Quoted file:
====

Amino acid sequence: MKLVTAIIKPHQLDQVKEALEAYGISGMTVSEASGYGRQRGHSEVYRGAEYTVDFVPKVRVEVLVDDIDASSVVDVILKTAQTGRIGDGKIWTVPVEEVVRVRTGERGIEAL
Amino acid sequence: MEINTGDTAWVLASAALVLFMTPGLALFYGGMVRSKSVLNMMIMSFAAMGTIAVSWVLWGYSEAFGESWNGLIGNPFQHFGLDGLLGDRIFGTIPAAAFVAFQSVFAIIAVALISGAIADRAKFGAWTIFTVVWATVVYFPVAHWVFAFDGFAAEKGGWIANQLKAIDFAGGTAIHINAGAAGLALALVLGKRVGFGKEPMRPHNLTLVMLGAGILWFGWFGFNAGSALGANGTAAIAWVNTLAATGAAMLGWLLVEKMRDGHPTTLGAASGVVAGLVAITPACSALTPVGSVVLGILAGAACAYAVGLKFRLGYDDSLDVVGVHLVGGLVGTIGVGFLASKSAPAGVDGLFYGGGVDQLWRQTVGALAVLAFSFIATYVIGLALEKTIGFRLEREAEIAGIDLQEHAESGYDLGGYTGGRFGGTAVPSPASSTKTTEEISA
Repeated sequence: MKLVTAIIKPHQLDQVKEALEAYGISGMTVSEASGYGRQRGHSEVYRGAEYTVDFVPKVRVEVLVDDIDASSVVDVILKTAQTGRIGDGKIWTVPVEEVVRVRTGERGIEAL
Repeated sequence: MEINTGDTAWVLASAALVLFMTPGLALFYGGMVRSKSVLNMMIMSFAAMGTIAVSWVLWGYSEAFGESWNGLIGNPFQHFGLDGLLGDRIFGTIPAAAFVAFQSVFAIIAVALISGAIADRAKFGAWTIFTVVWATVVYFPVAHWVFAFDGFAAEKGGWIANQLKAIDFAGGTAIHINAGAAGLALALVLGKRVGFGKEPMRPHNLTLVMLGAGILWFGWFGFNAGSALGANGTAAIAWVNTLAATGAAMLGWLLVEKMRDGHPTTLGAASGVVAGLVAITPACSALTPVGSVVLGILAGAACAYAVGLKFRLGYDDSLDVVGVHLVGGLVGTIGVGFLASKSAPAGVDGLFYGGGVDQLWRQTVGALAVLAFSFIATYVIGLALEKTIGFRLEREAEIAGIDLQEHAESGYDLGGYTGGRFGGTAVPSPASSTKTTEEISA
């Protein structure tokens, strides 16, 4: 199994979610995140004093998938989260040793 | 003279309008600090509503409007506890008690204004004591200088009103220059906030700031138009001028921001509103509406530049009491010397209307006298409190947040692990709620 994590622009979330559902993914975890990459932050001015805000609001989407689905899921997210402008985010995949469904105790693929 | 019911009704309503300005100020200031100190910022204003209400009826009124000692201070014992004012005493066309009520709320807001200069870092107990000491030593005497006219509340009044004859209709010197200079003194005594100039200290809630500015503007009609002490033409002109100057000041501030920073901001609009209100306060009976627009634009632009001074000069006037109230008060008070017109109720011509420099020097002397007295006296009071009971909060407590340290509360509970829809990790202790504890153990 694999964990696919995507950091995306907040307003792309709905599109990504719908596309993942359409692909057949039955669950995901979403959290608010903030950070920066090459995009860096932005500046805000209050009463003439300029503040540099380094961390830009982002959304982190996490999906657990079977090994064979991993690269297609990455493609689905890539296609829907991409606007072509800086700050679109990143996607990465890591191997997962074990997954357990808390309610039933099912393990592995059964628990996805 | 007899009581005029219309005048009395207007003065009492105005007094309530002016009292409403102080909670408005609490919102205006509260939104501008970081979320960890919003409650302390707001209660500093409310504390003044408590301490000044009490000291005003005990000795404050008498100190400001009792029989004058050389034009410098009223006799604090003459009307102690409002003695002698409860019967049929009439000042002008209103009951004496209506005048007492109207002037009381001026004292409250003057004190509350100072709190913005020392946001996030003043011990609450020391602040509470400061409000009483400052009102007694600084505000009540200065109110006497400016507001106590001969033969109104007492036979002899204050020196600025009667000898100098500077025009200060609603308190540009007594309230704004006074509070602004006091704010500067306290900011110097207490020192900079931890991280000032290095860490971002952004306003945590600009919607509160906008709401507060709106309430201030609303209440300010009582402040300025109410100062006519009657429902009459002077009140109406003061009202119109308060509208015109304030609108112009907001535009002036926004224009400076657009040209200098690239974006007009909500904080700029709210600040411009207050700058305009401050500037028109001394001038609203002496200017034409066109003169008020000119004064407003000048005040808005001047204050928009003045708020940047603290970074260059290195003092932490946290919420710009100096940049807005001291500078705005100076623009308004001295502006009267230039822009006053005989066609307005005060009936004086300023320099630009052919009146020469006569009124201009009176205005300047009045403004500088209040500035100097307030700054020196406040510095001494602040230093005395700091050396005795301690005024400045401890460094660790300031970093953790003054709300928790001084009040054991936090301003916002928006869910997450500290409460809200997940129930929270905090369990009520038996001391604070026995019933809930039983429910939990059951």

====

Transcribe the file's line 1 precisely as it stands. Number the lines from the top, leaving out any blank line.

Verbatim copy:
Amino acid sequence: MKLVTAIIKPHQLDQVKEALEAYGISGMTVSEASGYGRQRGHSEVYRGAEYTVDFVPKVRVEVLVDDIDASSVVDVILKTAQTGRIGDGKIWTVPVEEVVRVRTGERGIEAL